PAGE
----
Five more months, give or take a handful of days… Five more months until our 10th anniversary and we start the divorce paperwork. At least that’s what I asked Husband #2 to wait for, based on sound advice found all over the Social Security website. If you can hold out until your 10th wedding anniversary, the world of SS benefits from your ex-spouse opens up to you. It would be beneficial for both of us to hold off since we’re so close to that cutoff.
I’m thankful for the non-adversarial silence.
The vacuum in my life which Husband #2 and his business previously filled is now taken over by free time. I do what I want – garden, read, watch movies, cook, experiment, and reflect.
My latest book project is interesting, to say the least. Our Love Is Too Good To Feel So Bad, put out by the same author who wrote I Love You But I Don’t Trust You. As I plow through the love killers, I wonder how we lasted so long. For two “enlightened” people who had been through divorce before, we were doing everything possible to undermine each other, which brings me to Love Killer #5: Needs Disease #11: Loggerheads.
At the very end, Husband #2 and I were at loggerheads, engaged in a struggle of opposing needs. He needed very badly to live alone and not be part of a couple. His need flew in the face of my need for quality togetherness.
As Ms. Kirshenbaum spells out:
People who are at loggerheads typically threaten to end the relationship. Whoever makes the most convincing threat wins, and the other is left with a huge sense of an important unmet need.
It ultimately boils down to this: someone will win and someone will lose. Who prevails is determined by the answer to these questions.
- Who already has what he wants?
Well, that’s an easy answer. Husband #2 lives 700 miles away. He controlled our interactions, when we talked, how many phone calls a week, when we would meet up, and for how long. And whoever has his way now has a greater chance of getting their way in the end.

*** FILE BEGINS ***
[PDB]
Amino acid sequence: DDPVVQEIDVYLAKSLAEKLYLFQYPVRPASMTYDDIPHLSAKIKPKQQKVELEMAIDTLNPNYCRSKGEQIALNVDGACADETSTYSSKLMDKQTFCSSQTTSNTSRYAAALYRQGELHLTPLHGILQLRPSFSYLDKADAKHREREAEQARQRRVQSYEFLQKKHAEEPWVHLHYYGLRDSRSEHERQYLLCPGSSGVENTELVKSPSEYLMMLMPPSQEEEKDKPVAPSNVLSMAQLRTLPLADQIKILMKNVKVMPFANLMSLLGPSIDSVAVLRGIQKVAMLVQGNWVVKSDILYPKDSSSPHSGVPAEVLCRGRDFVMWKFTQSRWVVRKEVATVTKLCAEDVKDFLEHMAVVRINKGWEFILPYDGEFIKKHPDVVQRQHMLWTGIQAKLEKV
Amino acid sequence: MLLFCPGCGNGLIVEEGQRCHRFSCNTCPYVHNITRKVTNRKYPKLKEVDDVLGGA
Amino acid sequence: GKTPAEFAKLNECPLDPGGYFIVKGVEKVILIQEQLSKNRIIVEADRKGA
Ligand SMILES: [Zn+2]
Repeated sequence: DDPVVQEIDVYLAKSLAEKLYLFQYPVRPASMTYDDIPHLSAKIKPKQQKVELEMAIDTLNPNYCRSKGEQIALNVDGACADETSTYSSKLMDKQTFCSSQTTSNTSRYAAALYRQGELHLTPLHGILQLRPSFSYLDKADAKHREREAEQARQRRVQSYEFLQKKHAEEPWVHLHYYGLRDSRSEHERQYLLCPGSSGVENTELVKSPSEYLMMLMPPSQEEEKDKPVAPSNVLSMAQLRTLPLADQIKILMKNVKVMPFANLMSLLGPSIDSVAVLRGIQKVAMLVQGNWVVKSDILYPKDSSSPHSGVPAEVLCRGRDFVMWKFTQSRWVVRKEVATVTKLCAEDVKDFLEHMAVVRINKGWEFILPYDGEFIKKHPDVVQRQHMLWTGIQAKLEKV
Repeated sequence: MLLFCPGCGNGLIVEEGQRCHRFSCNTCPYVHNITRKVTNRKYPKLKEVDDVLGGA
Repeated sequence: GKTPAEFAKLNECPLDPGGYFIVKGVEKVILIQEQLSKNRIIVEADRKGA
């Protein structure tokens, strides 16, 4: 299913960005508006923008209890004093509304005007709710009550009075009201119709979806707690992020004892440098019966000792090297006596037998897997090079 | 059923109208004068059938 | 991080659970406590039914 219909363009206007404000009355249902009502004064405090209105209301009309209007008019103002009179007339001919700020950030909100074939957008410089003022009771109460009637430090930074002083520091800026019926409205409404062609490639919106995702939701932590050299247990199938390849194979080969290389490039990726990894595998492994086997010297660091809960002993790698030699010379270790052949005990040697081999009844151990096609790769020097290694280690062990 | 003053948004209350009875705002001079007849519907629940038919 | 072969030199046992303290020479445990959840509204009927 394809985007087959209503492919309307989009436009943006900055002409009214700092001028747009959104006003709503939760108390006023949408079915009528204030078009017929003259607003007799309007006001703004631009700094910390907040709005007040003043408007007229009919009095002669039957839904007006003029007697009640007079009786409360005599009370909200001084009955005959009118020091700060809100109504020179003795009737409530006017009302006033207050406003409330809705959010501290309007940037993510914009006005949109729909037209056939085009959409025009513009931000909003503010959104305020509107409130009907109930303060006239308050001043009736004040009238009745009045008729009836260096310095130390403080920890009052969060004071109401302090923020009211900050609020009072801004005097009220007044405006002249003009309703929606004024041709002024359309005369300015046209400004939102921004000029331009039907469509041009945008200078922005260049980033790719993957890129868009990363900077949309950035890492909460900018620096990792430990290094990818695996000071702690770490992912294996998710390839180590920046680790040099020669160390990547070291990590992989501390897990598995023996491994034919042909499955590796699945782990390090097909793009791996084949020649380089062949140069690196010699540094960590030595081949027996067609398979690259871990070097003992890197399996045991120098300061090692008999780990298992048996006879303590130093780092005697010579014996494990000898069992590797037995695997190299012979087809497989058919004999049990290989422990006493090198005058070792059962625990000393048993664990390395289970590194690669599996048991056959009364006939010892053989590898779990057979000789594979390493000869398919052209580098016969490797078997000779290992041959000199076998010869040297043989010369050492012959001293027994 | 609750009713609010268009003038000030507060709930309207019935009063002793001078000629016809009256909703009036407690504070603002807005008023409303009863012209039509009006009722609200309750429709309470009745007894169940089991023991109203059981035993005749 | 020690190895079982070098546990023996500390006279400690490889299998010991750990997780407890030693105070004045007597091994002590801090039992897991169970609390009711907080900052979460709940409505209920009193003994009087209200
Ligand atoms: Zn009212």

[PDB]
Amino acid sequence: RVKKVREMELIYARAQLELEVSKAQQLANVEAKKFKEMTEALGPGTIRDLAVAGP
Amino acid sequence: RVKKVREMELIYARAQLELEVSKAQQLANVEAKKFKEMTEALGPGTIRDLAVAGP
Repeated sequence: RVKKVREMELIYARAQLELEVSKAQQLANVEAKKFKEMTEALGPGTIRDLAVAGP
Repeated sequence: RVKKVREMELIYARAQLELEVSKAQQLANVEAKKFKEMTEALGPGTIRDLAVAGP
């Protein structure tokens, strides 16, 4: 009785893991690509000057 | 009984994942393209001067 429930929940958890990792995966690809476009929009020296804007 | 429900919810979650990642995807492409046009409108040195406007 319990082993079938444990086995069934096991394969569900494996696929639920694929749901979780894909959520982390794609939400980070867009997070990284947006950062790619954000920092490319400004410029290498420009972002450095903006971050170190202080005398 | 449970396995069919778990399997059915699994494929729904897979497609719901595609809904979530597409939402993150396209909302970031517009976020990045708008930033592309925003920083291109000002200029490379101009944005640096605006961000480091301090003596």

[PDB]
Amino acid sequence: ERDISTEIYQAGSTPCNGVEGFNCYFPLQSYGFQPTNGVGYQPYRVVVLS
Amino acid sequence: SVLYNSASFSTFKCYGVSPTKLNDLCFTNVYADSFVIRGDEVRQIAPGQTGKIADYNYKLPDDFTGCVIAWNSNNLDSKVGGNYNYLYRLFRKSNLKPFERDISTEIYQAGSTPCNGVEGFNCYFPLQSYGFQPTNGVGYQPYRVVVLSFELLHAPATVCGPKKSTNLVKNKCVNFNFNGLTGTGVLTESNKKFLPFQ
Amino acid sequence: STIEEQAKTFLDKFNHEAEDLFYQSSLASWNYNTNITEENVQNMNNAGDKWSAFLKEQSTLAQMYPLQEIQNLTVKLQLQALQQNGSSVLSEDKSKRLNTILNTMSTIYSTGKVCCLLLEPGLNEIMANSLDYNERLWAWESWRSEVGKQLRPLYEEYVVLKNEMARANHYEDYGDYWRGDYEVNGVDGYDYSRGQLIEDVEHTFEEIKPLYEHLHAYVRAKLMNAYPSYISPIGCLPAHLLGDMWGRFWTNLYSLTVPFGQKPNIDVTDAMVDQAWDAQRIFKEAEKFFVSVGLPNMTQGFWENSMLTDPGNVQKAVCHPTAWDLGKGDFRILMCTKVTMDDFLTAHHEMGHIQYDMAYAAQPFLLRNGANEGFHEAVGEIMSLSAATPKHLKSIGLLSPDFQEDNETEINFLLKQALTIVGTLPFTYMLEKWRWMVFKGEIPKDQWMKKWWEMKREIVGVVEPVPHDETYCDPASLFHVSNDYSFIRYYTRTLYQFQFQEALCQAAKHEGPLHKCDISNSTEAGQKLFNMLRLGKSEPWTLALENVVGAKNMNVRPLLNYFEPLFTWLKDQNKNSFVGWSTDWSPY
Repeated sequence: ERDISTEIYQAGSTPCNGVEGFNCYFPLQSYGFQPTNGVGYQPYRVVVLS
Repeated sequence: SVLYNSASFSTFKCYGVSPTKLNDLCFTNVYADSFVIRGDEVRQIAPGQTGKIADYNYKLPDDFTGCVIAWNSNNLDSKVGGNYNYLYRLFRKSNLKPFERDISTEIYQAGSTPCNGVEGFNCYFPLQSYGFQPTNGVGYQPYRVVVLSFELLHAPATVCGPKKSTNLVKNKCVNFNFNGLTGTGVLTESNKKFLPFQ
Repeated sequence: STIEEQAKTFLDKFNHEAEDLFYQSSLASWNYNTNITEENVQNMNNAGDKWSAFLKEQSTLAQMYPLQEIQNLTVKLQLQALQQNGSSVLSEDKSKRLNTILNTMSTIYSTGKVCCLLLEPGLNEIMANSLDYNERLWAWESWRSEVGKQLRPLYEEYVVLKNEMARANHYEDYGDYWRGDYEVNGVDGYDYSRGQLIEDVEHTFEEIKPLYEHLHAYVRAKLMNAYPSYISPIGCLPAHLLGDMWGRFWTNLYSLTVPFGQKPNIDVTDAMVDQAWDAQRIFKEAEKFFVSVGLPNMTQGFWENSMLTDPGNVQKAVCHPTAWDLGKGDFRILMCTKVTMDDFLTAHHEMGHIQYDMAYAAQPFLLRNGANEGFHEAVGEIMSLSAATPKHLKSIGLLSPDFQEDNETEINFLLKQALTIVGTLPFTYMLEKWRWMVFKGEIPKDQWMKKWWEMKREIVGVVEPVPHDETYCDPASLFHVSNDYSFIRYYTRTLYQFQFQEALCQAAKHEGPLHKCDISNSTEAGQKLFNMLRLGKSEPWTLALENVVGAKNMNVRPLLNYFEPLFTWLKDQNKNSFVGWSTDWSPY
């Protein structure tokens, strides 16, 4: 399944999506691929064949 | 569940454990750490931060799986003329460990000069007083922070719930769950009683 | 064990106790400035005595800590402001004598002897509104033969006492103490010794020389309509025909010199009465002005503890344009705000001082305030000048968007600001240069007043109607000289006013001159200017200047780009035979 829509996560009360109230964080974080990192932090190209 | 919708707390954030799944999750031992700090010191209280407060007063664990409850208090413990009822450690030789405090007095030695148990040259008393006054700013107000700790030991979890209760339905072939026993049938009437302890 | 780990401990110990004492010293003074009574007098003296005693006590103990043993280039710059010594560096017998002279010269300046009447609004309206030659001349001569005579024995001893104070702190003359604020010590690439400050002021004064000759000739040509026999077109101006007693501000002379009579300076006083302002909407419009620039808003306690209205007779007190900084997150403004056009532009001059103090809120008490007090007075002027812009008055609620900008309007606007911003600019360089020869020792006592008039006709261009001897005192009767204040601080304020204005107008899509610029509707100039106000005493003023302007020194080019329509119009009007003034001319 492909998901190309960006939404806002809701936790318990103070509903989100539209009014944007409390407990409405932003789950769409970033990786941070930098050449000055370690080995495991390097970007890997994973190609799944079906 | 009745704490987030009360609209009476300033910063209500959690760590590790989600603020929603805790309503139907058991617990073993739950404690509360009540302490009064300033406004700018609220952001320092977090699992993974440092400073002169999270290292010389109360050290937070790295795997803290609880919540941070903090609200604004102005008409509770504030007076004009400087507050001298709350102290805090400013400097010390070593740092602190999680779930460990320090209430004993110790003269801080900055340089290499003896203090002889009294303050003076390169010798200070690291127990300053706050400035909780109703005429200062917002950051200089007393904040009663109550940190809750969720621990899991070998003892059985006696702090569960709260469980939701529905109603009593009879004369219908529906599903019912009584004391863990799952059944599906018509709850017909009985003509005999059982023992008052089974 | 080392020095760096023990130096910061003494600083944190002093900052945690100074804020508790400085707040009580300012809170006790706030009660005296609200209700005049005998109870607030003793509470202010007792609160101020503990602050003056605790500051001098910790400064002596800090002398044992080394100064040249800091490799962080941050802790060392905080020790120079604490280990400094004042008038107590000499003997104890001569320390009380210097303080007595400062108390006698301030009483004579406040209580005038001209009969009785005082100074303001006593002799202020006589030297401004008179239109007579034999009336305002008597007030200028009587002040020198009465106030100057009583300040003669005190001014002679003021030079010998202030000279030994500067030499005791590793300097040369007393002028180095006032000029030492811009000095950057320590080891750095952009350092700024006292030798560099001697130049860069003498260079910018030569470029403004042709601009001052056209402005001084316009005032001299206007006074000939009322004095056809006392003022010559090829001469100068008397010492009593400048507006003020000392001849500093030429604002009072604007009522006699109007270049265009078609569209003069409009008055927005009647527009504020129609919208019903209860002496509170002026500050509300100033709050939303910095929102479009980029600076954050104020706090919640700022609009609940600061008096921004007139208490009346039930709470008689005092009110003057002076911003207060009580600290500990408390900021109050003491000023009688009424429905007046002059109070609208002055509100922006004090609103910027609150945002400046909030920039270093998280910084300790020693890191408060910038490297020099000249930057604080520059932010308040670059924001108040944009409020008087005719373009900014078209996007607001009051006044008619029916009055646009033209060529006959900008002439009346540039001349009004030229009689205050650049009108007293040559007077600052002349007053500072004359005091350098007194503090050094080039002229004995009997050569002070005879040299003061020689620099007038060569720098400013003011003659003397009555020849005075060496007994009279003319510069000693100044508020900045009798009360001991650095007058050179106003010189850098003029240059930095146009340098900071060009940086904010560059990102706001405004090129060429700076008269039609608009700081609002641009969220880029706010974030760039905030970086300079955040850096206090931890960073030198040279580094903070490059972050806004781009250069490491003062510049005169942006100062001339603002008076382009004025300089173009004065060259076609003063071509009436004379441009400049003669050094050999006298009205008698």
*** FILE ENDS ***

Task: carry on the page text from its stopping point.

- Who cares most about the relationship?
“It’s my way or the highway.” While he never said these words aloud, the sentiment flowed under our interactions. I offered up compromises, some of them pretty drastic, but there was no budging from his mountaintop. I was willing to give up on some pretty important needs and desires to give us an opportunity to work things out, even a long-range dream, because those needs were secondary to the big issue.
- Who cares most about the issue?
I’m not sure who cared more, I can only tell you something I dreaded. The longer we stayed apart, the less I would love him. Not on purpose, but because of who I am. I’m a toucher. I love time together. These two things are the ways I maintain and build love with my partner. Absence does not make the heart grow fonder, it just shows me how much I can do without said partner. Eventually my love would shrivel and die if we stayed this way forever. I’m not cut out for 10% relationships and I know it. My past history is clear. Our situation wasn’t equal to a spouse in the military who is protecting his country. This was a husband who wanted to be single.
- Who can wage war most effectively?
Hands down, Husband #2 has this covered. He got his friends and family to agree with him, he would put a hand in the air and stop me if I wanted to discuss our relationship, where it was going, the likelihood of a future together, he was in control and I felt I was bowing to the inevitable.
In the end, Husband #2 won and I took the highway.